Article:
Question #20: About Neutral Density Filters

Q: "Do you ever use ND filters?" Jonty B, Australia


A: "Hi Jonty! Nice to hear from you.

Since I rarely shoot landscapes or nature photography I don't have much use for a neutral density filter. For those who are not familiar with ND filters, they are a grey piece of glass that fits in front of your lens and reduces the amount of light that hits the sensor of your camera. ND filters are typically 3 stops in strength, some go as far as 10 stops! By slowing the shutter speed, ND filters will allow you to capture motion in water, clouds or any moving subject in daylight with a creamy or blurry look instead of freezing the action. With the use of an ND filter you can set the shutter speed and aperture you want, without having the actual light conditions dictate the settings.

In street photography, the use of an ND filter can be useful in order to add motion blur to a street scene for example. My new Fuji X100s is equipped with a 3 stop ND filter in camera which I use to reduce the amount of light hitting the sensor when I shoot wide open in bright daylight.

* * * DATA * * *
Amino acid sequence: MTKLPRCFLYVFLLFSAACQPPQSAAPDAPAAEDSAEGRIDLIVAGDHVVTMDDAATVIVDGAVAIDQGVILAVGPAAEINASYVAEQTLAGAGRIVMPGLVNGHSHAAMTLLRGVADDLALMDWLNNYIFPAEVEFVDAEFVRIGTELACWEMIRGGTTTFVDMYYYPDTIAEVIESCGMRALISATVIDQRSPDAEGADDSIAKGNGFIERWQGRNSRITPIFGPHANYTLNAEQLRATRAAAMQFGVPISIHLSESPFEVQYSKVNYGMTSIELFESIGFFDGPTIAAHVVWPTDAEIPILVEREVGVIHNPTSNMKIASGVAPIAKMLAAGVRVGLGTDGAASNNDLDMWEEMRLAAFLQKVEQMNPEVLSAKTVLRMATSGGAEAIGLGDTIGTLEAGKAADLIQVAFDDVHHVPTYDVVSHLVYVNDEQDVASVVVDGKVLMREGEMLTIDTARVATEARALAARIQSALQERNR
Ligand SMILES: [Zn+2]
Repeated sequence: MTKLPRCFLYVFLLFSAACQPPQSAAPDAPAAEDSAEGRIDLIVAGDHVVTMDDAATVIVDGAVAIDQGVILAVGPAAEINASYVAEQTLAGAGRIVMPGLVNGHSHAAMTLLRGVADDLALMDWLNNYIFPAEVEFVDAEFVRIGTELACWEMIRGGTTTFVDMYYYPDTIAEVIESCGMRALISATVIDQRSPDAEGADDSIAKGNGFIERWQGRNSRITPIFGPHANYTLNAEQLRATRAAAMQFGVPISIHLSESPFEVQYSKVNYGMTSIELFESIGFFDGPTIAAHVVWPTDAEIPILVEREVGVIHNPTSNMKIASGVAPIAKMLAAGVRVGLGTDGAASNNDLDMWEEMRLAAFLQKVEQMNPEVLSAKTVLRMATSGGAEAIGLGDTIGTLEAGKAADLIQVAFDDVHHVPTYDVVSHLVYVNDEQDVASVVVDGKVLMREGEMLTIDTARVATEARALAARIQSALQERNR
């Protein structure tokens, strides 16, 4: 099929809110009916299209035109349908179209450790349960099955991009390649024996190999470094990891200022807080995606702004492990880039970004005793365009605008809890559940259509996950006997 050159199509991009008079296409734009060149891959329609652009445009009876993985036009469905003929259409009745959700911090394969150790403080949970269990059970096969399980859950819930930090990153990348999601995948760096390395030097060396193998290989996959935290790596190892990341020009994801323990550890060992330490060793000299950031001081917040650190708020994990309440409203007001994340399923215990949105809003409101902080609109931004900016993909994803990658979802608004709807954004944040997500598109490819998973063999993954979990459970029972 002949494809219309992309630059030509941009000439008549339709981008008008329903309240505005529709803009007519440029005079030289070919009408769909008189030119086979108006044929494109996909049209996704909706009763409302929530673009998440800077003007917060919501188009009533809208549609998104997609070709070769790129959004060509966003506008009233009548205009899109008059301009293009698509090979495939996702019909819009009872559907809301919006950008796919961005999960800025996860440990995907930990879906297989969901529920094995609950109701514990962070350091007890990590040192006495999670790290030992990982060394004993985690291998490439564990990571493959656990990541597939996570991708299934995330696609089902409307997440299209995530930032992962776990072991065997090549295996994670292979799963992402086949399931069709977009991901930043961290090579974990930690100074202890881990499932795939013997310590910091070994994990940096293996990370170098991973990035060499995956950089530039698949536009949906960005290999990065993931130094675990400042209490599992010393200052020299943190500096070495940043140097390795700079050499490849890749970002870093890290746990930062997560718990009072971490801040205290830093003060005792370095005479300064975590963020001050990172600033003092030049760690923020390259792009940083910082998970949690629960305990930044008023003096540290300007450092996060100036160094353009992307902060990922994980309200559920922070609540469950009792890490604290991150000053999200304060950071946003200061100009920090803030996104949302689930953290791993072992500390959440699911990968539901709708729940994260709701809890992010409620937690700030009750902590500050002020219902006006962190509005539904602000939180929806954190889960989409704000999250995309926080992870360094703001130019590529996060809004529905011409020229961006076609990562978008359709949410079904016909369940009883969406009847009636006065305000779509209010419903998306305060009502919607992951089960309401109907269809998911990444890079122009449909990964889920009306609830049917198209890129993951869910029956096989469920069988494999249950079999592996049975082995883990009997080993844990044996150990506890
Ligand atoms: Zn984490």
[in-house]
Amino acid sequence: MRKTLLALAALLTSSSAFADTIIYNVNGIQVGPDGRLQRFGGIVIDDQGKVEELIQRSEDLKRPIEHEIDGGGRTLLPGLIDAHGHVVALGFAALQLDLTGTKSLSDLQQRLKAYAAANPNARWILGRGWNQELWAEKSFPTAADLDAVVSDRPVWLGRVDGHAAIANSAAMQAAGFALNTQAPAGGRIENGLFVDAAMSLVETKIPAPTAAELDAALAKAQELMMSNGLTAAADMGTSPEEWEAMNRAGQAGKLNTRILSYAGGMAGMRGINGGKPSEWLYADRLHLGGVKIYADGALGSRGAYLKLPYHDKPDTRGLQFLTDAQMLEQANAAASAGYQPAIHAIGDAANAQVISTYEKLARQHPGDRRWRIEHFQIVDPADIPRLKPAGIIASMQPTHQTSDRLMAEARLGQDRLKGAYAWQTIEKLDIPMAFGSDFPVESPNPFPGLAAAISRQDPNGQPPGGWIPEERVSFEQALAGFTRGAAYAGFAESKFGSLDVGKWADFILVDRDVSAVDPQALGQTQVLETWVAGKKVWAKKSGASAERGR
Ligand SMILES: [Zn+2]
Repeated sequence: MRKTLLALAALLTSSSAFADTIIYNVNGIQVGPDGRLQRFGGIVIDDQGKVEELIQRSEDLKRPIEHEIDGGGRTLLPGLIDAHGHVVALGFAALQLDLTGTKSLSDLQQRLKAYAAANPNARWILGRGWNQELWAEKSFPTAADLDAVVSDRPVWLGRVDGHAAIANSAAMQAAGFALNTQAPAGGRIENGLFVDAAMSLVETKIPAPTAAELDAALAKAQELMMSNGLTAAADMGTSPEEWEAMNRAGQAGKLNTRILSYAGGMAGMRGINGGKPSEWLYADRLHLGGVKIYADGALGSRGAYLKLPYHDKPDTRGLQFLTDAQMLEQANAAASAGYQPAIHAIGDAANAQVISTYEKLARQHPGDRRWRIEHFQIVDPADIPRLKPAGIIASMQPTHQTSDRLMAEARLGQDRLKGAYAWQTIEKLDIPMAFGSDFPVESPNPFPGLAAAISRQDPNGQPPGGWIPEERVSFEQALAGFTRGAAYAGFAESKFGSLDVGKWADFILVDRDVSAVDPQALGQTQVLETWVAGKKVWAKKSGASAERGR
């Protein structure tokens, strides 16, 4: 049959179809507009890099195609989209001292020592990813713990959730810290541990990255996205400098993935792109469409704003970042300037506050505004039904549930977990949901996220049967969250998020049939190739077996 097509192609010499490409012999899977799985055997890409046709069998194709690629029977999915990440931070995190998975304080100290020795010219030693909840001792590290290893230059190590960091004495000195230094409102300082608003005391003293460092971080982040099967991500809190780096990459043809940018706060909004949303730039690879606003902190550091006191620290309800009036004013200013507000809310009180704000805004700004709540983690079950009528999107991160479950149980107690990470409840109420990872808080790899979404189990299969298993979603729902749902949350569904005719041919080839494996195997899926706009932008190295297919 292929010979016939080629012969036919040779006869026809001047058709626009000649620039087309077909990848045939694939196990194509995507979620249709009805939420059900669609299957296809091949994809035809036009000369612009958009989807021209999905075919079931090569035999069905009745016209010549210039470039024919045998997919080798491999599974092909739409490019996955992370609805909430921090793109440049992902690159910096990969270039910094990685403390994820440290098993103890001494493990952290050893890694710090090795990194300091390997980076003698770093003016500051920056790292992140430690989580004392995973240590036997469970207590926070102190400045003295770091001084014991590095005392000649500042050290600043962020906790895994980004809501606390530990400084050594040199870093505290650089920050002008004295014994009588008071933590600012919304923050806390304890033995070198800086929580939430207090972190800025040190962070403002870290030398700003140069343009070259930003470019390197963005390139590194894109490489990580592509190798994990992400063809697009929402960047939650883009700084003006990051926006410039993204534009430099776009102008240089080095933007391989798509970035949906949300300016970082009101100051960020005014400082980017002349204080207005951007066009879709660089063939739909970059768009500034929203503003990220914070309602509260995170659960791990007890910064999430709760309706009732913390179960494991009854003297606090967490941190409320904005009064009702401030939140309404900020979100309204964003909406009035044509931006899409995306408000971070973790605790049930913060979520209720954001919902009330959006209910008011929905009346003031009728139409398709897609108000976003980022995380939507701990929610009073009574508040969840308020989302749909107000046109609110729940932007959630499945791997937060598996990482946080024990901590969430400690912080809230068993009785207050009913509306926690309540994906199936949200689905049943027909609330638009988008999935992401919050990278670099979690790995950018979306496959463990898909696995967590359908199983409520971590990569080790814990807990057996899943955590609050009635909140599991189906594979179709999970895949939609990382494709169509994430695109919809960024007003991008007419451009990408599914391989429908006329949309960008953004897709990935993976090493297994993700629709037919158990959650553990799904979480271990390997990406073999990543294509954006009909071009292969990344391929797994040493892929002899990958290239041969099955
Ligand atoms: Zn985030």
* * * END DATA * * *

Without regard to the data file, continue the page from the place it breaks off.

ND fllters are expensive and come in two forms: screw-in or slot-in. The screw-in filters are small, light and easy to fit on the lens. The drawback is that you need one for each lens diameter you own and stacking them can cause vignetting problems. The advantage of the slot-in filters is that they are also stackable and you can adapt them to different lens sizes by using an inexpensive adaptor ring for each lens you own.

 I hope my answer is useful and helps shed some light on ND filters."





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